Pixel Envy

Written by Nick Heer.

Diversity of Tech Companies by the Numbers: 2016 Edition

For the past few years, tech companies have been publicly releasing the diversity statistics of their employees. Over the same amount of time, I’ve compared their numbers to United States national statistics, via the Bureau of Labor Statistics’ releases — you can see that in the 2015 and 2014 editions.

This year, it’s more of the same, in more ways than one: I’ll be comparing those stats side-by-side in the same categories as defined by the BLS’ EEO-1 form — which limits the available racial and gender identity information — followed by some brief analysis. New this year is that I’m also noting the year-over-year percentage point difference. Please be aware that rounding errors and other factors may create imperfect differences from last year’s figures; however, these differences are worthwhile guidance.

One more note: last year, LinkedIn and Yahoo released their stats at the beginning of June and July, respectively, while Amazon and Twitter released theirs later in August. A Yahoo spokesperson told me that their diversity report will be available in September, while a LinkedIn spokesperson is tracking down their report internally. I will update this article should their figures become available.

Gender Diversity

Gender stats are reported by all companies on a global level; ethnic diversity is typically reported at a U.S.-only level. In the past, I’ve compared both sets of stats against U.S. figures; this year, I’m adding worldwide labour participation rates for genders, for a more complete set of stats. The World Bank only reports female labour force participation for their worldwide stats; the male labour force participation has been inferred based on the binary gender system currently used for these reports.

Gender Diversity, U.S.A.
Category Male Female
U.S.A. Overall (approx.) 49% 51%
U.S.A. Workforce (PDF) 53.2%
Δ 0
46.8%
Δ 0
Worldwide Workforce (inferred) 60% 40%
Gender Diversity in Tech Positions

Amazon does not separate tech and non-tech positions, so the same data has been used for both.

Company Male Female
Amazon 63% 37%
Apple 77%
Δ -2
23%
Δ +1
Facebook 83%
Δ -1
17%
Δ +1
Google 81%
Δ -1
19%
Δ +1
LinkedIn 80%
Δ -2
20%
Δ +2
Microsoft 83.0%
Δ +0.2
16.9%
Δ +0.2
Twitter 87% 13%
Yahoo 83%
Δ -1
17%
Δ +1
Gender Diversity in Non-Tech Positions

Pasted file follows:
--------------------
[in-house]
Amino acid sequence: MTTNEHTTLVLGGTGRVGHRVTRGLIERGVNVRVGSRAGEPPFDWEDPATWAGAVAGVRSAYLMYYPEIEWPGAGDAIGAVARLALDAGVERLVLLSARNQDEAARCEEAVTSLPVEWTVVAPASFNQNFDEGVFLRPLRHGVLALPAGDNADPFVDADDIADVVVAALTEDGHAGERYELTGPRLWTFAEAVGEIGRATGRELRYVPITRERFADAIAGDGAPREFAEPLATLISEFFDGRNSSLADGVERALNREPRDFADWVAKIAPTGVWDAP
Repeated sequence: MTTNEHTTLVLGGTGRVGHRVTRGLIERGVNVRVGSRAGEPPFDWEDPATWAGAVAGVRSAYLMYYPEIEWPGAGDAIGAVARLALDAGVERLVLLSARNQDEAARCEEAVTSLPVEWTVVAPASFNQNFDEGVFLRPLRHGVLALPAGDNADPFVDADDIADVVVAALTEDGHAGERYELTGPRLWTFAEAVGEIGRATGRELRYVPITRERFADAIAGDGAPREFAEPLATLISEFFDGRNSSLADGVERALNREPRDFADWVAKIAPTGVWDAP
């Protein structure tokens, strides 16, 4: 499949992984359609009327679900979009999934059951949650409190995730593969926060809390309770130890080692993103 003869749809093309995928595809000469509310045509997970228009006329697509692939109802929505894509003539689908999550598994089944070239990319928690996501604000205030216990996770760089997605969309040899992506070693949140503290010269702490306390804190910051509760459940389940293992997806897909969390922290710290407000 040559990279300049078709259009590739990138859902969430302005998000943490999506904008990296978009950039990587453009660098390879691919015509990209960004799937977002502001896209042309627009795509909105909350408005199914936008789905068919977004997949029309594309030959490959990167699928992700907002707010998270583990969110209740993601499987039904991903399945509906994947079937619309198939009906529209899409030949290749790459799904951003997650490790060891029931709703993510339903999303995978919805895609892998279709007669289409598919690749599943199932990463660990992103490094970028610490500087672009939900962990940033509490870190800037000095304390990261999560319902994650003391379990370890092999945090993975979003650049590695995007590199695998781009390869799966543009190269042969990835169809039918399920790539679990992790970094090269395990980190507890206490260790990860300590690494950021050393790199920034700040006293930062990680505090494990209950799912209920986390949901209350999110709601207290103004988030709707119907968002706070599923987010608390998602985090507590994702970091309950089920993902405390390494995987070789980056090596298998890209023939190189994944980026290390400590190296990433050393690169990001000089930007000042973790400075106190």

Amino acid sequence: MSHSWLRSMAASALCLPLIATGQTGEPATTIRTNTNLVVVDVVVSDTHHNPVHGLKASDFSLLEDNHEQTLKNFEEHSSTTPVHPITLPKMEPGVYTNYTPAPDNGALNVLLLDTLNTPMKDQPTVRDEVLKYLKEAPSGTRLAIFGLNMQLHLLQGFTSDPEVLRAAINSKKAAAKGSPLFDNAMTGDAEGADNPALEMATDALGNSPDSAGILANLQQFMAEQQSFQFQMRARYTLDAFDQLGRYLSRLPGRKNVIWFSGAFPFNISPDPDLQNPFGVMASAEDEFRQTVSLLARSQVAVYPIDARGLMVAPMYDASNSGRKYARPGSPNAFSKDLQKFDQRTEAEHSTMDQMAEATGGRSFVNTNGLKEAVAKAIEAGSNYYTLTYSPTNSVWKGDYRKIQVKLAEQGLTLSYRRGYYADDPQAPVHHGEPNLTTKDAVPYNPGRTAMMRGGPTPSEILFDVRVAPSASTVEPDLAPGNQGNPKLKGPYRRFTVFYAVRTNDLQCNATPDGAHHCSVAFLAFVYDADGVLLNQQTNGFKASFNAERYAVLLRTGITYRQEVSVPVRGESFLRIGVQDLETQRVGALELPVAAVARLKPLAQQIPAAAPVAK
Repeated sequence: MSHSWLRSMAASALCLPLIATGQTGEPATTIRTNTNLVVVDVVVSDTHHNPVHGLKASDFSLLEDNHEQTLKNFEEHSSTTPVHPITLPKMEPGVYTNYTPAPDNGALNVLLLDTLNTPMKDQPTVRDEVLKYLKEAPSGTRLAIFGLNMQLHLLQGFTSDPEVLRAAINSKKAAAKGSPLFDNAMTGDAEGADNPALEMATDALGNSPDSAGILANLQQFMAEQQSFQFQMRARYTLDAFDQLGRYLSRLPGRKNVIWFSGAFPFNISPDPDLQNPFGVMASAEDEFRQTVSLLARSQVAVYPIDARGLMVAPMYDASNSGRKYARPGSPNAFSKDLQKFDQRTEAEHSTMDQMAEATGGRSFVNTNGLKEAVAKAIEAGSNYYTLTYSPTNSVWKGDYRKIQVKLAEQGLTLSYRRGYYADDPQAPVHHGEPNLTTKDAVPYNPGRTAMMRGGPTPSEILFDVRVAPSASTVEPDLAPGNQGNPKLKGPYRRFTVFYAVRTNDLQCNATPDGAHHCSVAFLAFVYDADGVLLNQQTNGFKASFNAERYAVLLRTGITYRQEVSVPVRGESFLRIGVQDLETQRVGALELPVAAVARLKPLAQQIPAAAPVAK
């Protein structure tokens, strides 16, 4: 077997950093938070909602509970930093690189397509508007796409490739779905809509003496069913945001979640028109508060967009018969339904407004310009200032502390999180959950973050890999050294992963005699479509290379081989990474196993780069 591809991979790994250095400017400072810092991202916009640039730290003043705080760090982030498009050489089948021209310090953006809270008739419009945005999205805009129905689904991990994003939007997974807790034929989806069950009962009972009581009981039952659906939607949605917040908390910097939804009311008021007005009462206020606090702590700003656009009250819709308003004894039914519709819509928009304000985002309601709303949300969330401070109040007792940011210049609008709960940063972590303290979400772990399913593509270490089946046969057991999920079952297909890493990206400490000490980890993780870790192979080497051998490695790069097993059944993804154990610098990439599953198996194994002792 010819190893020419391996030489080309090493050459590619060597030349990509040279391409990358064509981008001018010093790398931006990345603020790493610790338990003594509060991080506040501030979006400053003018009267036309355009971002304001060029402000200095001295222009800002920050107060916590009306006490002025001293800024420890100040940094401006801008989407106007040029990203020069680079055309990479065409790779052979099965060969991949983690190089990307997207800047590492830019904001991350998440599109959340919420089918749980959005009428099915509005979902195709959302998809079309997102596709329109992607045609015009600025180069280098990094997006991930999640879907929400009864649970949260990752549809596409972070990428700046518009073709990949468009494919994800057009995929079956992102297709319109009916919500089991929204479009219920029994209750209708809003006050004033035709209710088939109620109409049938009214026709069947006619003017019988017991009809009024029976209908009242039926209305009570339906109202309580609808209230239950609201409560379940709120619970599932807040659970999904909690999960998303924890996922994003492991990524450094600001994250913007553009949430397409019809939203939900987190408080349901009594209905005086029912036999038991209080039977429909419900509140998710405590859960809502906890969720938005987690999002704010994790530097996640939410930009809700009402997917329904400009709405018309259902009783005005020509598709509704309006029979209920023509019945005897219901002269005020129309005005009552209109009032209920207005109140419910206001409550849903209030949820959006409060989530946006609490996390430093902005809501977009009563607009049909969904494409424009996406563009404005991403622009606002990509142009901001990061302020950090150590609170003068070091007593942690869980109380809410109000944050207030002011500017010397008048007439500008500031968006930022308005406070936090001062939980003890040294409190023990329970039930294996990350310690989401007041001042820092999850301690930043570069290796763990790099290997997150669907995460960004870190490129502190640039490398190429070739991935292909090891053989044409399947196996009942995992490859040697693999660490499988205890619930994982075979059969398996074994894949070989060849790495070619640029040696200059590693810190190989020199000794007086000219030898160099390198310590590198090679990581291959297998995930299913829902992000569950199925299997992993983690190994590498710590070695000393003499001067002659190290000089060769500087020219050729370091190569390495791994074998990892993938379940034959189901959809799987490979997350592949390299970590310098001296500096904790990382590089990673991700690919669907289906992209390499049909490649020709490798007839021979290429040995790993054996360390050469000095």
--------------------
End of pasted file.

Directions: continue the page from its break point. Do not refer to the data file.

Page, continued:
Amazon does not separate tech and non-tech positions, so the same data has been used for both.

Company Male Female
Amazon 63% 37%
Apple 62%
Δ -1
38%
Δ +1
Facebook 47%
Δ -1
53%
Δ +1
Google 53%
Δ 0
47%
Δ 0
LinkedIn 48%
Δ -2
52%
Δ +2
Microsoft 58.1%
Δ +1.3
41.7%
Δ -1.1
Twitter 50% 50%
Yahoo 48%
Δ +3
52%
Δ -3
Gender Diversity in Leadership/Executive Positions

The “U.S.A.” row uses the “management, business, and financial operations” data row from the BLS report, as a rough and imperfect approximation.

Company Male Female
U.S.A. (PDF, pgs. 23-25) 56.3%
Δ -0.4
43.8%
Δ +0.5
Amazon 75% 25%
Apple 72%
Δ 0
28%
Δ 0
Facebook 73%
Δ -4
27%
Δ +4
Google 76%
Δ -2
24%
Δ +2
LinkedIn 65%
Δ -5
35%
Δ +5
Microsoft 82.6%
Δ +0.1
17.3%
Δ -0.1
Twitter 78% 22%
Yahoo 79%
Δ +3
21%
Δ -3

Ethnic Diversity

As Google says in their report, “ethnicity refers to the EEO-1 categories which we know are imperfect categorizations of race and ethnicity, but reflect the US government reporting requirements”. Please keep that in mind.

The “U.S.A. Workforce” row uses data provided by the Bureau of Labor and Statistics (PDF). Their demographics information (indicated page 9) is kind of a pain in the ass, though: the unemployed column is a percentage of the labour force, but the employed column is a percentage of the total population. I’ve done the math, though, and the results are what’s shown below. In addition, the BLS does not separate out those of Hispanic descent because “[p]eople whose ethnicity is identified as Hispanic or Latino may be of any race.” As such, the row will not add to 100%, but the percentage of Hispanics in the workforce has been noted per the table on page 10.

Similarly, the “U.S.A. Overall” row uses data from the CIA World Factbook, and they, too, do not note those of Hispanic descent separately. This row will also not add to 100%.

Ethic Diversity, U.S.A.
Category White Asian Hispanic Black Mixed Other or
Undeclared
U.S.A. Overall 79.96% 4.43% 15.1% 12.85% 1.61% 1.15%
U.S.A. Workforce (PDF) 79.1%
Δ -0.3
5.6%
Δ +0.1
16.3%
Δ +0.4
12.1%
Δ +0.2
1.8%
Δ +0.5
1.4%
Δ +0.2
Ethnic Diversity in Tech Positions

This year, I’ve added a row for the U.S.A. tech workforce as a whole, for comparison. It uses the “computer and mathematical operations” data row from the BLS report. Amazon does not separate tech and non-tech employees.

Company White Asian Hispanic Black Mixed Other or
Undeclared
U.S.A. (PDF, pg. 26) 70.0%
Δ -0.9
19.2%
Δ +0.7
6.6%
Δ +0.3
9.7%
Δ +1.4
N/A N/A
Amazon 60% 13% 9% 15% N/A 3%